Monday, April 9, 2012

Round-Up: April 9

Here is a round-up of today's blog posts - and for previous posts, check out the Bestiaria Latina Blog archives. Thanks for all the helpful feedback about the "Latin Without Latin" essays - I am really excited about doing more of these. I'm not sure how much time I will have during the last weeks of school, but I am going to try to publish one of those essays on alternating days with the regular round-up. Since it sounds like the essays can be of interest to people at all levels of Latin, I'm hoping they can be useful to many readers of the blog!

HODIE: ante diem quintum Idus Apriles.

GOOGLE BOOKS: Today's Google Books are Harrison's Prolegomena to the Study of Greek Religion and Meazza's Extemporanea poesis.

MYTHS and LEGENDS: The art image for today's legend shows The Danaids; you can also see the legends for the current week listed together here.

TODAY'S DISTICHS and EMBLEMS: All the distichs come with vocabulary lists!

RHYMING DISTICHS: The two new Rhyming Distichs are Sta pes, Sta pes, sta mi pes, sta pes, nec labere, mi pes! / Ni tu stes, mi pes, lectus erunt lapides; and Qui benefactorum, Qui benefactorum non vult memor esse suorum, / Non est laudari dignus, nec dignus amari.

CATO'S DISTICHS: The two new Cato Distichs are Cum te detineat, Cum te detineat Veneris damnosa libido, / Indulgere gulae noli, quae ventris amica est; and Quod tibi suspectum est, Quod tibi suspectum est, confestim discute quid sit; / Namque solent, primo quae sunt neglecta, nocere.

MARTIAL'S DISTICHS: The two new Martial Distichs are Murices, Sanguine de nostro tinctas, ingrate, lacernas / induis, et non est hoc satis, esca sumus; and Jus tibi natorum, Jus tibi natorum vel septem, Zoile, detur, / dum matrem nemo det tibi, nemo patrem.

VERINUS DISTICHS: The two new distichs by Verinus are Mores Parentis, Saepe patris mores imitatur filius infans: / Qualis erat mater, filia talis erit; and Quales Principes, Tales Populi, Si studia et mores populi cognoscere curas, / Res facilis: vitam principis inspicias.

OWEN'S DISTICHS: The two new Owen epigrams, with Harvey's English versions, are Anagramma: Galenus Angelus, Angelus es bonus anne malus, Galene? Salutis / Humanae custos angelus, ergo bonus; and Foeneratoris Apologia, Quo mihi divitiae, si non conceditur uti? / Aera nitent usu, me iuvat usus opum.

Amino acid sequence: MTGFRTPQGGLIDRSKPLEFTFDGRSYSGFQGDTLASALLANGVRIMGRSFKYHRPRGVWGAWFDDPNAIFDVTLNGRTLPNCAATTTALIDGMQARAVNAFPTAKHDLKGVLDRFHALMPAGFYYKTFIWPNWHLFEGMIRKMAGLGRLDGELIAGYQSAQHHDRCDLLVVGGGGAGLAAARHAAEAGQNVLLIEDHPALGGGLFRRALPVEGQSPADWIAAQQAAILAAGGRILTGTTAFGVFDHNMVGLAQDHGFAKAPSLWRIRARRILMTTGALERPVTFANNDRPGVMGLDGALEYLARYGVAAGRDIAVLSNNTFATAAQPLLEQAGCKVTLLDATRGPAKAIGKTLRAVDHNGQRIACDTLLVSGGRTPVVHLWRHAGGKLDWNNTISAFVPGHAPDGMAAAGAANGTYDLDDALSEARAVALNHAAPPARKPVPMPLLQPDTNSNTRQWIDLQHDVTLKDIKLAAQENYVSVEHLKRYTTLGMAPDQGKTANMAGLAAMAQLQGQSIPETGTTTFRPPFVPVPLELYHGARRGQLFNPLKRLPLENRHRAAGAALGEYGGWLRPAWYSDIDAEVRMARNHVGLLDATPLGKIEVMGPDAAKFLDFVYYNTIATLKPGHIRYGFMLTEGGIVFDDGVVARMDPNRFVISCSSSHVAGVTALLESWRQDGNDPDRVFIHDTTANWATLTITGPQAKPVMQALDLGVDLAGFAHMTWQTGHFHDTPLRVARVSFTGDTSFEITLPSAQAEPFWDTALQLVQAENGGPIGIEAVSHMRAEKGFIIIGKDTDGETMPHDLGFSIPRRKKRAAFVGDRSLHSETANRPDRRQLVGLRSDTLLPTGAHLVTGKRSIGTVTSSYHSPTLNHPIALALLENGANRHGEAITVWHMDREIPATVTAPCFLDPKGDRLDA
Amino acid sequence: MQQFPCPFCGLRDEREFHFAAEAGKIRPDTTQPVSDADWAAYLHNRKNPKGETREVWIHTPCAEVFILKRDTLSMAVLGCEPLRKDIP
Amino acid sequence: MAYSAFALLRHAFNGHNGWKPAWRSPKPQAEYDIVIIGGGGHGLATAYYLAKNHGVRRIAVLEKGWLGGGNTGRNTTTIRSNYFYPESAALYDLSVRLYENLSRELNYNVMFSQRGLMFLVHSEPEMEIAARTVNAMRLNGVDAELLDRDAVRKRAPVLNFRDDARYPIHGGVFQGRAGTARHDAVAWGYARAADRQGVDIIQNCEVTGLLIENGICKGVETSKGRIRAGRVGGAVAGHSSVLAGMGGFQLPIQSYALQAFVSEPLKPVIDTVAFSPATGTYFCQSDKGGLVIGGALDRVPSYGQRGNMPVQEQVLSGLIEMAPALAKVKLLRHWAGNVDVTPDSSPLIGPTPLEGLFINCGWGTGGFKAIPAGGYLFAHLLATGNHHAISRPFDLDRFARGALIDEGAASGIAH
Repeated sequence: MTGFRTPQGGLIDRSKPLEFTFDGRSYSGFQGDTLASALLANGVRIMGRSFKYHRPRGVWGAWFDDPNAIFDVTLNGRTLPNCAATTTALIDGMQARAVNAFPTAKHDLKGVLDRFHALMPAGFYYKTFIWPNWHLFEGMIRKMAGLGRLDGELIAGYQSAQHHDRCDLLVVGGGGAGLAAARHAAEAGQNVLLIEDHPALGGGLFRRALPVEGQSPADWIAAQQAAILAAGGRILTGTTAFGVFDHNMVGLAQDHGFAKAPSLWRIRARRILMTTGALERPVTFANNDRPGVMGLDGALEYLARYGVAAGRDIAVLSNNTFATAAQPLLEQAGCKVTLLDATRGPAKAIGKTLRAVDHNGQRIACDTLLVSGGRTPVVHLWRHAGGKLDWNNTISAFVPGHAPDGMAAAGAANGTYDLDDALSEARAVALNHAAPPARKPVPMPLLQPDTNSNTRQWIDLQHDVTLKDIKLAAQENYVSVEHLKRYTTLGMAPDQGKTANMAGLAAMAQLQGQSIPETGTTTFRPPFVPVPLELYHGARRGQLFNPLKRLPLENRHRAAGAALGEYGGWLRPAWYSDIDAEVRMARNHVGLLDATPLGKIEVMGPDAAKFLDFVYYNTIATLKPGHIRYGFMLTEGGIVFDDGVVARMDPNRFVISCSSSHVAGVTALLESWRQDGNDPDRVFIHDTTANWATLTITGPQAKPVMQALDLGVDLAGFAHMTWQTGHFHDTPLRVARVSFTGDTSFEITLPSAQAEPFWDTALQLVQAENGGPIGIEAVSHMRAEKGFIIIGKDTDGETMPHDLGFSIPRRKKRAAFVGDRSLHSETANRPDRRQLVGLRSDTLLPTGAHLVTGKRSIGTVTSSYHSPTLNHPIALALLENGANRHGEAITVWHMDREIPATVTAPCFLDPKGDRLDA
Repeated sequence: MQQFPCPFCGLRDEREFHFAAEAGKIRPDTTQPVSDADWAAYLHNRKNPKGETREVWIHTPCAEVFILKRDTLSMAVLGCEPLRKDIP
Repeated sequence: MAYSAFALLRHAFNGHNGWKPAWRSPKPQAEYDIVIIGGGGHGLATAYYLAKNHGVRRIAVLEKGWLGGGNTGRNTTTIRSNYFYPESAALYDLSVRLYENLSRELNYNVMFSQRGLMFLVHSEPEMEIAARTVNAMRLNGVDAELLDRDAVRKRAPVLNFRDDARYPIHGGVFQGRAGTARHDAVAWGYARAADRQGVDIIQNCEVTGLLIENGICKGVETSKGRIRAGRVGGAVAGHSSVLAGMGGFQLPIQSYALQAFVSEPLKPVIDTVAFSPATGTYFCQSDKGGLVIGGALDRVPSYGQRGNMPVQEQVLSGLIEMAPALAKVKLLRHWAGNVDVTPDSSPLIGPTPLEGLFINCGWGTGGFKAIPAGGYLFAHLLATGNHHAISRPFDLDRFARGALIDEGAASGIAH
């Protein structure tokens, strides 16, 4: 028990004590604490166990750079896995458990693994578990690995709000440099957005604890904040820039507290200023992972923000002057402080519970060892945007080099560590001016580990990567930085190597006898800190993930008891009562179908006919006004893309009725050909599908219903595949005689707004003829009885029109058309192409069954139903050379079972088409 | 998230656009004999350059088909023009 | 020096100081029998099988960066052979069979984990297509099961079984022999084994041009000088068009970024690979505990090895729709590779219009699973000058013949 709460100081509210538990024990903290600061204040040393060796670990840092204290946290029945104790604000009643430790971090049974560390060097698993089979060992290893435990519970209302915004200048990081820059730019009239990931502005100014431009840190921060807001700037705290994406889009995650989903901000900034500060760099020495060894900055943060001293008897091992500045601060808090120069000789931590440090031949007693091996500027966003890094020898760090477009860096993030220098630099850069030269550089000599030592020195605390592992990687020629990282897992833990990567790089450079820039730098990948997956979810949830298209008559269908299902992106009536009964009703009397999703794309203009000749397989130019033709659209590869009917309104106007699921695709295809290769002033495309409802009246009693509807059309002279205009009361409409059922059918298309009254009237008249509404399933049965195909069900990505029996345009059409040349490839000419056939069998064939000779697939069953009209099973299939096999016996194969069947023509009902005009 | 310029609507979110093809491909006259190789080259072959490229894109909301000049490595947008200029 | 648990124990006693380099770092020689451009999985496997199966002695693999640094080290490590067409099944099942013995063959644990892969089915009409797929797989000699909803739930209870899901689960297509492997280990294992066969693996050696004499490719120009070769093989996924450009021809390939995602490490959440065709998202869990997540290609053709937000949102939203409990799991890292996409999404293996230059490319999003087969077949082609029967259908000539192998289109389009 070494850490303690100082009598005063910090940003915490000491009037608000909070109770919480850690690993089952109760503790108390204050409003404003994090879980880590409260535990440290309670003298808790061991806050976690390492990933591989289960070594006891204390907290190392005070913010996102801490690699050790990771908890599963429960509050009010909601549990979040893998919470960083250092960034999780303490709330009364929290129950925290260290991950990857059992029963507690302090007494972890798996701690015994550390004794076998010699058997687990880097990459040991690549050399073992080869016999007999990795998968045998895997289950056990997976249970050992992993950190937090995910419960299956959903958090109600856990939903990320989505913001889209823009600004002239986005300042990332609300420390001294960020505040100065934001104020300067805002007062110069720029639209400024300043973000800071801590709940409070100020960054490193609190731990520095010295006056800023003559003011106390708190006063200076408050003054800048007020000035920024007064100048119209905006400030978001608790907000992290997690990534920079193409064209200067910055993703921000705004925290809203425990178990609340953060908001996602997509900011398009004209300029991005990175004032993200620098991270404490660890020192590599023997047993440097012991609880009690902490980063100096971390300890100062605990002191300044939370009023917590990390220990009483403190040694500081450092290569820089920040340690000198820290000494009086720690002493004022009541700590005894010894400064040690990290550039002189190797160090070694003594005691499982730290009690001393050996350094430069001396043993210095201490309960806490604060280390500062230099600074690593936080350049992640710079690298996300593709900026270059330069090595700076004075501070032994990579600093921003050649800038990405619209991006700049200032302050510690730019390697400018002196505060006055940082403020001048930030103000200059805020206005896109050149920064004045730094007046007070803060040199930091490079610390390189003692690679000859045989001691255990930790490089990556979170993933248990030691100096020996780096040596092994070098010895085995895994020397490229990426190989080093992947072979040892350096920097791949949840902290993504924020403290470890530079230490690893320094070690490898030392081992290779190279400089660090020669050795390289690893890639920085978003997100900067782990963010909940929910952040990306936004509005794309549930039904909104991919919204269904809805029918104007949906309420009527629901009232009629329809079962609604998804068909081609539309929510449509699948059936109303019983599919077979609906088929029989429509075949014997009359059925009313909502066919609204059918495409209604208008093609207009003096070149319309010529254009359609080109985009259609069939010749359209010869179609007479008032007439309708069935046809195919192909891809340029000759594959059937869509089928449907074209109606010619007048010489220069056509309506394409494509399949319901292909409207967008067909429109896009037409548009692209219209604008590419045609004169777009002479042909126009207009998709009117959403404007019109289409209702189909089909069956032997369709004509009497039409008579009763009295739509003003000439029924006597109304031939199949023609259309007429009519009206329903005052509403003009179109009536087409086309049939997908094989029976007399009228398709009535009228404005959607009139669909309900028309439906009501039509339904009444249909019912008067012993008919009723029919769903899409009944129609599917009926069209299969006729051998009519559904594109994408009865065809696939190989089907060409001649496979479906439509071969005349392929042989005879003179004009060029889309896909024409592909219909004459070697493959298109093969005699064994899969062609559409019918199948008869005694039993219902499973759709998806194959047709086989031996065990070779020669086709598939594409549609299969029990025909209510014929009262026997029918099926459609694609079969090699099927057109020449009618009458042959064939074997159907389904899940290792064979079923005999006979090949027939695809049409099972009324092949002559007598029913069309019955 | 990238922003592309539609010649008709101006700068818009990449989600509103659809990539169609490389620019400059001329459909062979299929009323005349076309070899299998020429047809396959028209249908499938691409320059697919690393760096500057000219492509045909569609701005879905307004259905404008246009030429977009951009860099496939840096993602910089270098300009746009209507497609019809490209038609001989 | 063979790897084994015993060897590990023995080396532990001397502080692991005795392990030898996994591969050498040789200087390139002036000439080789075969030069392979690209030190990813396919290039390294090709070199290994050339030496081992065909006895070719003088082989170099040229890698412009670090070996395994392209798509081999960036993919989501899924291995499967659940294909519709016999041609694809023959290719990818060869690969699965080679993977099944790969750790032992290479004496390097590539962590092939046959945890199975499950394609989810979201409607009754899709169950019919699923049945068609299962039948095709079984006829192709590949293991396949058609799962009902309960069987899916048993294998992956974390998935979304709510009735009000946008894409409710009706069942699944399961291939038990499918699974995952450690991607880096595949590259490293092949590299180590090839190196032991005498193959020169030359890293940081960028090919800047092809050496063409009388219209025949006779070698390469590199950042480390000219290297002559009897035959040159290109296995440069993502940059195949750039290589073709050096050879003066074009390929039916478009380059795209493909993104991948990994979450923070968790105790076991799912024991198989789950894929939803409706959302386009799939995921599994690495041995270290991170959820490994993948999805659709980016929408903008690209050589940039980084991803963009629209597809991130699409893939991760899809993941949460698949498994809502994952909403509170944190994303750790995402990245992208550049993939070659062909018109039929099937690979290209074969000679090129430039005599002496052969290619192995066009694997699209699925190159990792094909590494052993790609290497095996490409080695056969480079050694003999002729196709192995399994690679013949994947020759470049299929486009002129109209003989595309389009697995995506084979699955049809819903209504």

CAMERARIUS'S EMBLEMS: The two new emblems are Quantum Mutatus Ab Illo, Corniger ut blandus fit amictus fronde, at inertem, / Frugi vix facias, ni bene pressus eat; and Dulce Est Desipere In Loco, Tempora stultitiam, gravitatem saepe vicissim, / Deposcunt; prudens desipit atque sapit.

ROLLENHAGEN'S EMBLEMS: The two new emblems are Victrix Fortunae Sapientia, Victrix Fortunae, Sapientia sancta Tonantis / Durat et, exsuperans cuncta pericla, viget; and Aut Mors Aut Vita Decora, Alterutrum optandum est aut mors aut vita decora; / Turpe fuga vitam quaerere: malo mori.


TINY PROVERBS: Today's tiny proverb is: Grata novitas (English: Novelty is pleasing).

3-WORD MOTTOES: Today's 3-word verb-less motto is Multum, non multa (English: Much, not many - a proverb against multitasking).

ANIMAL PROVERBS: Today's animal proverb is Si cantes asino, crepitus tibi reddet ab ano (English: If you sing to a donkey, he'll return you a fart from his rump).

POLYDORUS: Today's proverb from Polydorus is: Non in solo pane vivit homo (English: Man does not live by bread alone).

PROPER NAME PROVERBS: Today's proper name proverb from Erasmus is Zaleuci lex (English: A law of Zaleucus; from Adagia 2.10.63 - Zaleucus of Locris was supposedly the author of the first Greek law code, which was proverbial for its severity; for example, if someone was convicted of adultery, their eyes were gouged out as punishment).

GREEK PROVERBS: Today's proverb is Ὄνος λύρας ἀκούων κινεῖ τὰ ὦτα (English: When the donkey listens to the lyre, he moves his ears - a good proverb to go with the Latin proverb above).


ANECDOTE OF THE DAY: Today's anecdote is Dianae Templum, the temple of Diana.

FABULAE FACILES WIDGET: The fable from the Fabulae Faciles widget is Avarus et Aureorum Sacculus, a wonderful story about a miser and his money (this fable has a vocabulary list).

MILLE FABULAE: The "chunk" of Mille Fabulae et Una today is Fable 701, Pulex et Abbas, through Fable 710, Malus Exspoliata, including Quercus et Glires, the story of the oak and the dormice - probably my favorite of all the ecological Aesop's fables!

AESOP IN ENGLISH VERSE: Today's fable from the English verse widget is The Sculptor and Mercury, a story of the fate of Hermes in the hands of a sculptor.

MILLE FABULAE WIDGET: The fable from the Mille Fabulae et Una widget is Galli Inter Se Pugnantes, a story in which victory turns out to be defeat in the end, and defeat turns into victory: Galli duo, ut eorum mos est, inter se de ducatu gallinarum acerrime certabant. Qui superior in pugna fuerat, alarum plausu vocisque cantu se victorem fuisse significans, Venere et otio emarcuit. Victus autem, a conspectu gallinarum profugiens, cum cornicibus et pavonibus sese quotidie pugnando exercebat; inferendi vitandique ictus artem ediscebat. Qui, ubi se satis instructum vidit, rediens, adversarium ad pugnam provocatum nullo negotio superavit.

Galli Pugnantes